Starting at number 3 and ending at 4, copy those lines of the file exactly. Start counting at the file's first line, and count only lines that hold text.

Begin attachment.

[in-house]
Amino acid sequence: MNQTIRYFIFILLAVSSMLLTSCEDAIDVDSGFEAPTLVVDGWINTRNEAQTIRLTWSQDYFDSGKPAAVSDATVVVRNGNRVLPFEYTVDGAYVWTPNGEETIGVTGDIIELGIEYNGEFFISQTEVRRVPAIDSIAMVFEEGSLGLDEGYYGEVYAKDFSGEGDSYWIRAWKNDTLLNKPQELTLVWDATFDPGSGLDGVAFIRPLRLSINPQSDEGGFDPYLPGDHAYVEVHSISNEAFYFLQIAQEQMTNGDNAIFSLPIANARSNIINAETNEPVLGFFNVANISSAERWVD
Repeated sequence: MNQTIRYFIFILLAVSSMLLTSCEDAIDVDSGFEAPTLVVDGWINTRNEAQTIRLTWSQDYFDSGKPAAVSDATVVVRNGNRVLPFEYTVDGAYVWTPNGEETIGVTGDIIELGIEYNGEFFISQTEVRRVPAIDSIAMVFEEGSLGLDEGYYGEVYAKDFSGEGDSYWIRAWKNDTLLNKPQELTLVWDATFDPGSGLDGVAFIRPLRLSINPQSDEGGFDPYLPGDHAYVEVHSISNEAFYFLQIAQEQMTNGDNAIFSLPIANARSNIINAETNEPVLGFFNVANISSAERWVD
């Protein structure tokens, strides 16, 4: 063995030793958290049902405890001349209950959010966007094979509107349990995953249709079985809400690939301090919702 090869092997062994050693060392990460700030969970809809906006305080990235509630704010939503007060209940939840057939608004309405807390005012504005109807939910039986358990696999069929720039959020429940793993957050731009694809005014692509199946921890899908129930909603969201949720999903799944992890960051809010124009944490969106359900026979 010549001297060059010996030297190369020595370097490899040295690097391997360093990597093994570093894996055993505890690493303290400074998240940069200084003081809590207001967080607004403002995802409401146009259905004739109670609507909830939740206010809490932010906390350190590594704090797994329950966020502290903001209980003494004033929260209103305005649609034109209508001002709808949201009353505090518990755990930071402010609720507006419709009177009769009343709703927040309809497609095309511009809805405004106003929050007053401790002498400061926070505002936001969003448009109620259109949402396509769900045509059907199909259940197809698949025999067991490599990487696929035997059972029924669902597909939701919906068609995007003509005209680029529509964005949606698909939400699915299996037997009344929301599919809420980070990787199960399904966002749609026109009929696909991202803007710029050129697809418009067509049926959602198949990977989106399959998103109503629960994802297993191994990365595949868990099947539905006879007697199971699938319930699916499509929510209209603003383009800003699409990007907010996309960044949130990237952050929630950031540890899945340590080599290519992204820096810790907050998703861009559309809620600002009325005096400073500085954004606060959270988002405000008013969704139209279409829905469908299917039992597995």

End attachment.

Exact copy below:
Repeated sequence: MNQTIRYFIFILLAVSSMLLTSCEDAIDVDSGFEAPTLVVDGWINTRNEAQTIRLTWSQDYFDSGKPAAVSDATVVVRNGNRVLPFEYTVDGAYVWTPNGEETIGVTGDIIELGIEYNGEFFISQTEVRRVPAIDSIAMVFEEGSLGLDEGYYGEVYAKDFSGEGDSYWIRAWKNDTLLNKPQELTLVWDATFDPGSGLDGVAFIRPLRLSINPQSDEGGFDPYLPGDHAYVEVHSISNEAFYFLQIAQEQMTNGDNAIFSLPIANARSNIINAETNEPVLGFFNVANISSAERWVD
């Protein structure tokens, strides 16, 4: 063995030793958290049902405890001349209950959010966007094979509107349990995953249709079985809400690939301090919702 090869092997062994050693060392990460700030969970809809906006305080990235509630704010939503007060209940939840057939608004309405807390005012504005109807939910039986358990696999069929720039959020429940793993957050731009694809005014692509199946921890899908129930909603969201949720999903799944992890960051809010124009944490969106359900026979 010549001297060059010996030297190369020595370097490899040295690097391997360093990597093994570093894996055993505890690493303290400074998240940069200084003081809590207001967080607004403002995802409401146009259905004739109670609507909830939740206010809490932010906390350190590594704090797994329950966020502290903001209980003494004033929260209103305005649609034109209508001002709808949201009353505090518990755990930071402010609720507006419709009177009769009343709703927040309809497609095309511009809805405004106003929050007053401790002498400061926070505002936001969003448009109620259109949402396509769900045509059907199909259940197809698949025999067991490599990487696929035997059972029924669902597909939701919906068609995007003509005209680029529509964005949606698909939400699915299996037997009344929301599919809420980070990787199960399904966002749609026109009929696909991202803007710029050129697809418009067509049926959602198949990977989106399959998103109503629960994802297993191994990365595949868990099947539905006879007697199971699938319930699916499509929510209209603003383009800003699409990007907010996309960044949130990237952050929630950031540890899945340590080599290519992204820096810790907050998703861009559309809620600002009325005096400073500085954004606060959270988002405000008013969704139209279409829905469908299917039992597995």